Doris Sulema Argueta, a 34-year-old Honduran, was bound for Miami, hoping to give her three children a better education. She had tried without success to obtain a visa before eventually making contact with a smuggler. Faviola Gonzalez-Buendia, an 18-year-old from Durango, Mexico, simply was going to see her grandmother in Houston. She giggled on the stand as she recounted her float across the Rio Grande.

Lorenzo Otero-Marquez, a 25-year-old construction worker, had gone south to see a doctor and visit his mother in Mexico, only to find himself stuck below a border more heavily secured than when he had last crossed. He paid a smuggler $1,850 to float him across the Rio Grande on a tube and guarantee him a ride in the cabin of a truck. Duped, he rode in the back with the rest.

They weren't, of course, all saints. When the case came to trial, one young man would be escorted to the witness stand by a Tennessee jailer. Two of those who died had traces of cocaine in their systems. And all of those who testified would admit, somewhat ruefully, that they had come into America as ilegales.

Nonetheless, it was in the main a typical load of immigrants that Williams pulled up U.S. Highway 77, animated with all the dreams that always have drawn immigrants to America. First, though, they would need to make it through the Border Patrol checkpoint.

Located just south of the town of Sarita, it serves the same function for the Rio Grande Valley as the San Clemente checkpoint does for Southern California: a final backstop on a main north-south highway to snag illegal immigrants who have crossed the border.

The smugglers had told their charges to remain as quiet as possible when the truck stopped. It reached the checkpoint at 11:26 p.m. As Williams fell in line, the riders who were jammed against the doors, trying to suck air through the hole, ducked as best they could so as not to be seen.

Agent Archie Buchanan, dressed in coveralls and cap, climbed up beside Williams and asked the driver where he was headed.

"Houston," Williams replied.

What was he hauling?

"I'm empty."

The agent aimed a flashlight into the sleeper compartment at the back of the cab. If Matias Flores was banging away with his load brace, as he later insisted, Buchanan did not hear it. He examined Williams' passport and wanted to know about the young woman riding beside him.

Her name was Fatima Holloway. Williams, married with his third child on the way, had met the 28-year-old a few days earlier through a mutual friend in Cleveland, a fellow Jamaican immigrant who dealt in drugs. Holloway was being paid $1,000 by this man to carry cash to a narcotics transaction in Houston.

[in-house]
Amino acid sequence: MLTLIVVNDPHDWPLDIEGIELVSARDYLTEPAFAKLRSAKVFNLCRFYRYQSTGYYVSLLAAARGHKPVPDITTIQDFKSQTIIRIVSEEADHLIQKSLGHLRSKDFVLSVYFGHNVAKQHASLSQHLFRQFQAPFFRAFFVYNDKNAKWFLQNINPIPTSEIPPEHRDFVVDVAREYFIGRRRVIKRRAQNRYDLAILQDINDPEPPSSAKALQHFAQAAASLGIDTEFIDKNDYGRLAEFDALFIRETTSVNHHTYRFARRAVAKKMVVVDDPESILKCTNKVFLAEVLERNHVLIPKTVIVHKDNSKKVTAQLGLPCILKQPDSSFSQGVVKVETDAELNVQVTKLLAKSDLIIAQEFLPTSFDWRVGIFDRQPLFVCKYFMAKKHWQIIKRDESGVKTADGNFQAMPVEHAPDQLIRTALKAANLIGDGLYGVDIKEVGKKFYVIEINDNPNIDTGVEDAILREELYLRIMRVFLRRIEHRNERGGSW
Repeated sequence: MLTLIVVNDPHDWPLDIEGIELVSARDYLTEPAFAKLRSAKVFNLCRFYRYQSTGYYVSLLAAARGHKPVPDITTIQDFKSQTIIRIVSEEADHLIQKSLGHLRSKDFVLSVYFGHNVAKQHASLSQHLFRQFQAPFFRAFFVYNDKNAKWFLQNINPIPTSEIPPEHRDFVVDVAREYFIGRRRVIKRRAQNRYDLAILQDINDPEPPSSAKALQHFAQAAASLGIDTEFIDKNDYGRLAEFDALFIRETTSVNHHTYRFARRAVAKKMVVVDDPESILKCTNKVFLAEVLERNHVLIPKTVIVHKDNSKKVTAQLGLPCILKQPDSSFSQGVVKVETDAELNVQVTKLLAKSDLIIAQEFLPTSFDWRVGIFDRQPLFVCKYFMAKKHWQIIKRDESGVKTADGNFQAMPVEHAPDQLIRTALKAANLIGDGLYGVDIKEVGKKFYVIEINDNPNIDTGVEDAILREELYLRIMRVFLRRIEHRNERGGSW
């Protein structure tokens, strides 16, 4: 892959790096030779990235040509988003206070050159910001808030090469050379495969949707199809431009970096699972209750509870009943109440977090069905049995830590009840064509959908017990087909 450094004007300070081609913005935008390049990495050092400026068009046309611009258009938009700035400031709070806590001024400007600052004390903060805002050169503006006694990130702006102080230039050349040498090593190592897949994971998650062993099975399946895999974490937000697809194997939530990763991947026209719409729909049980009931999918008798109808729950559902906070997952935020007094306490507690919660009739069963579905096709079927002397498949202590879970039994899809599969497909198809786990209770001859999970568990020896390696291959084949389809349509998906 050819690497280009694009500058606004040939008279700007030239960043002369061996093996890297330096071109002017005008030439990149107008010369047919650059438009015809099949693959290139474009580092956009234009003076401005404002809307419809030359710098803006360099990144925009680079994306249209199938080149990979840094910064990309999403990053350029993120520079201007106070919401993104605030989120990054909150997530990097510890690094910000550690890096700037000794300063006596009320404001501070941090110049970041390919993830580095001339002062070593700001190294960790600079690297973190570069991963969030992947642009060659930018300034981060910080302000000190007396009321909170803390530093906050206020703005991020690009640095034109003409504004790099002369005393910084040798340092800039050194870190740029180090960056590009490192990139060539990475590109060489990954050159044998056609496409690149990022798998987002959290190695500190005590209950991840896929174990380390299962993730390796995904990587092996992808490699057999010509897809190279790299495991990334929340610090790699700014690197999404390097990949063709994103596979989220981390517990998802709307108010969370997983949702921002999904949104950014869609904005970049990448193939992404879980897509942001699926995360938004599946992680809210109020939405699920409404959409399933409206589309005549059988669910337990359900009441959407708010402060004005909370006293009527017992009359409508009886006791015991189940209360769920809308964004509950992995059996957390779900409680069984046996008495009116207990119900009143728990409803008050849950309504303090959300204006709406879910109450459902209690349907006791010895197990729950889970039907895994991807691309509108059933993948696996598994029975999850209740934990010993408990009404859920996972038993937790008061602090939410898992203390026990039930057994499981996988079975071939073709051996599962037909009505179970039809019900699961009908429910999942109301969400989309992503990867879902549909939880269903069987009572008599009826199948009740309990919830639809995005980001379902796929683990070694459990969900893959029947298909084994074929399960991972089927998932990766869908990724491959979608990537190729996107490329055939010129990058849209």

"She's my girlfriend," Williams told the Border Patrol agent.

Satisfied, Buchanan stepped down. He had his head down, making a note on his clipboard, as the truck rolled away. The agent did not appear to notice the dangling taillight. The inspection had taken 21 seconds.

"He told me he didn't have anything in the trailer," Buchanan explained in court. "And he didn't have the refrigeration unit on. And so the story made sense to me."

There would be other missed opportunities. Just past the checkpoint, Scott Reuter, a 27-year-old waiter driving home from work, fell in behind Williams' 18-wheeler. He noticed a hand sticking out a hole in the trailer, waving what appeared to be a rag.

He tried to call 911, but his cellphone battery was dead. He trailed the truck for 10 miles before reaching his exit. From a convenience store pay phone, he reached a Kingsville police dispatcher. After a brief conversation, the dispatcher told Reuter that the truck had passed beyond the department's jurisdiction, and with a cheerful "bye!" hung up.

Not long after that, at 11:57 a.m., half an hour beyond the checkpoint, Matias Flores was able to connect on his cellphone with another law enforcement dispatcher. A recording of the call captured two people speaking over one another in different languages.

"Hello," Flores shouted in Spanish. "We are on a trailer. We are suffocating."

"What's the problem?" the dispatcher responded laconically, in English. "What's the address?"

"We are suffocating. Please."

"OK, I can't … "

"Help me."

"Sir," she demanded, "what's the address?"

Again, a rush of Spanish: "We come. We come illegal. We are coming by … "

There was a long pause. Now a male dispatcher could be heard, speaking in Spanish:

"Hi, can I help you? What do you need?"

There was no response. The call had been dropped.

In the background as Flores spoke, there had been the cacophony of agitated voices. A panic had set in. The little boy — "el ni–o" — was in deep distress. Flores and the boy's father tried to carry him to the taillight holes: "We got him as close to the holes as we could," Flores recalled. But then "people started pushing closer to the hole, and they pushed him backward."

On the trailer's corrugated metal floor, with his father crouched protectively over him, the boy slipped away. Castro-Reyes heard him cry out one last time.

"Daddy, I am dying."